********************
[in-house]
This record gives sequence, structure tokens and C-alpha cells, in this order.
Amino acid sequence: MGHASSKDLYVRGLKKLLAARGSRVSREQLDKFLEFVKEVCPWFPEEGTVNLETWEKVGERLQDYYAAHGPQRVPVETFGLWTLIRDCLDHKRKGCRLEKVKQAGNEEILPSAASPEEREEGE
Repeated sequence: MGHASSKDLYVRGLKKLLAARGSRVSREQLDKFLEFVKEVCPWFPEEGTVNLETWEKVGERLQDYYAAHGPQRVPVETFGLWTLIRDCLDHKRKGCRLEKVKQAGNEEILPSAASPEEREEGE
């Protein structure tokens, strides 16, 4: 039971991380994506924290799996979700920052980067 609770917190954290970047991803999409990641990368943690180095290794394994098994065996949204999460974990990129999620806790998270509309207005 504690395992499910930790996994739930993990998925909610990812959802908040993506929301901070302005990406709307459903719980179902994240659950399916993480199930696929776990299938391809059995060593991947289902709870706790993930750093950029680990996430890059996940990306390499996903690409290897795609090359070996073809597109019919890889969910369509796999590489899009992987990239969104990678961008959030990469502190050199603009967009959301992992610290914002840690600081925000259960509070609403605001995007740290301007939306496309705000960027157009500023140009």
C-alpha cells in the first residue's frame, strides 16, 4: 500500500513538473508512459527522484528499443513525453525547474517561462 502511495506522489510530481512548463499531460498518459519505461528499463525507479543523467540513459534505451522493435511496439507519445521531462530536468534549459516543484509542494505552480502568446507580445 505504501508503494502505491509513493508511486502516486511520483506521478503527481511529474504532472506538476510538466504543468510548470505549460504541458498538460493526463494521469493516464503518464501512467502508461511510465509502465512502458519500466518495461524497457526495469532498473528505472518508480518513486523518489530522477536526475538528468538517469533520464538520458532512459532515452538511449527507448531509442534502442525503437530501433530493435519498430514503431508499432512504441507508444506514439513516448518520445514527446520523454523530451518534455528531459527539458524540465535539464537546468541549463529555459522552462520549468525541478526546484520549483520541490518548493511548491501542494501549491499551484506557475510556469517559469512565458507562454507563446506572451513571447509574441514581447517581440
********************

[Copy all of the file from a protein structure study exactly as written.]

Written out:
[in-house]
This record gives sequence, structure tokens and C-alpha cells, in this order.
Amino acid sequence: MGHASSKDLYVRGLKKLLAARGSRVSREQLDKFLEFVKEVCPWFPEEGTVNLETWEKVGERLQDYYAAHGPQRVPVETFGLWTLIRDCLDHKRKGCRLEKVKQAGNEEILPSAASPEEREEGE
Repeated sequence: MGHASSKDLYVRGLKKLLAARGSRVSREQLDKFLEFVKEVCPWFPEEGTVNLETWEKVGERLQDYYAAHGPQRVPVETFGLWTLIRDCLDHKRKGCRLEKVKQAGNEEILPSAASPEEREEGE
């Protein structure tokens, strides 16, 4: 039971991380994506924290799996979700920052980067 609770917190954290970047991803999409990641990368943690180095290794394994098994065996949204999460974990990129999620806790998270509309207005 504690395992499910930790996994739930993990998925909610990812959802908040993506929301901070302005990406709307459903719980179902994240659950399916993480199930696929776990299938391809059995060593991947289902709870706790993930750093950029680990996430890059996940990306390499996903690409290897795609090359070996073809597109019919890889969910369509796999590489899009992987990239969104990678961008959030990469502190050199603009967009959301992992610290914002840690600081925000259960509070609403605001995007740290301007939306496309705000960027157009500023140009």
C-alpha cells in the first residue's frame, strides 16, 4: 500500500513538473508512459527522484528499443513525453525547474517561462 502511495506522489510530481512548463499531460498518459519505461528499463525507479543523467540513459534505451522493435511496439507519445521531462530536468534549459516543484509542494505552480502568446507580445 505504501508503494502505491509513493508511486502516486511520483506521478503527481511529474504532472506538476510538466504543468510548470505549460504541458498538460493526463494521469493516464503518464501512467502508461511510465509502465512502458519500466518495461524497457526495469532498473528505472518508480518513486523518489530522477536526475538528468538517469533520464538520458532512459532515452538511449527507448531509442534502442525503437530501433530493435519498430514503431508499432512504441507508444506514439513516448518520445514527446520523454523530451518534455528531459527539458524540465535539464537546468541549463529555459522552462520549468525541478526546484520549483520541490518548493511548491501542494501549491499551484506557475510556469517559469512565458507562454507563446506572451513571447509574441514581447517581440